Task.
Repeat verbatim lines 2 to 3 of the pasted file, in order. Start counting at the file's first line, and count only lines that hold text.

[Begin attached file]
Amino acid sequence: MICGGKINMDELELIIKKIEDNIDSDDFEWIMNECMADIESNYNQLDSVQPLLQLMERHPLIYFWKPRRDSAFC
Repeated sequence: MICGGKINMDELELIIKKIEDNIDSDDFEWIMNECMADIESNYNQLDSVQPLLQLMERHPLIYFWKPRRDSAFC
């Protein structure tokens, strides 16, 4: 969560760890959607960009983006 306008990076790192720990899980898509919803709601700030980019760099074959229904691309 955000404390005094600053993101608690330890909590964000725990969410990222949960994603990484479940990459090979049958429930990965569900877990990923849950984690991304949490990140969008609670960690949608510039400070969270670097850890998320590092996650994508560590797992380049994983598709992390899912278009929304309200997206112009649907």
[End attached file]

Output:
Repeated sequence: MICGGKINMDELELIIKKIEDNIDSDDFEWIMNECMADIESNYNQLDSVQPLLQLMERHPLIYFWKPRRDSAFC
């Protein structure tokens, strides 16, 4: 969560760890959607960009983006 306008990076790192720990899980898509919803709601700030980019760099074959229904691309 955000404390005094600053993101608690330890909590964000725990969410990222949960994603990484479940990459090979049958429930990965569900877990990923849950984690991304949490990140969008609670960690949608510039400070969270670097850890998320590092996650994508560590797992380049994983598709992390899912278009929304309200997206112009649907």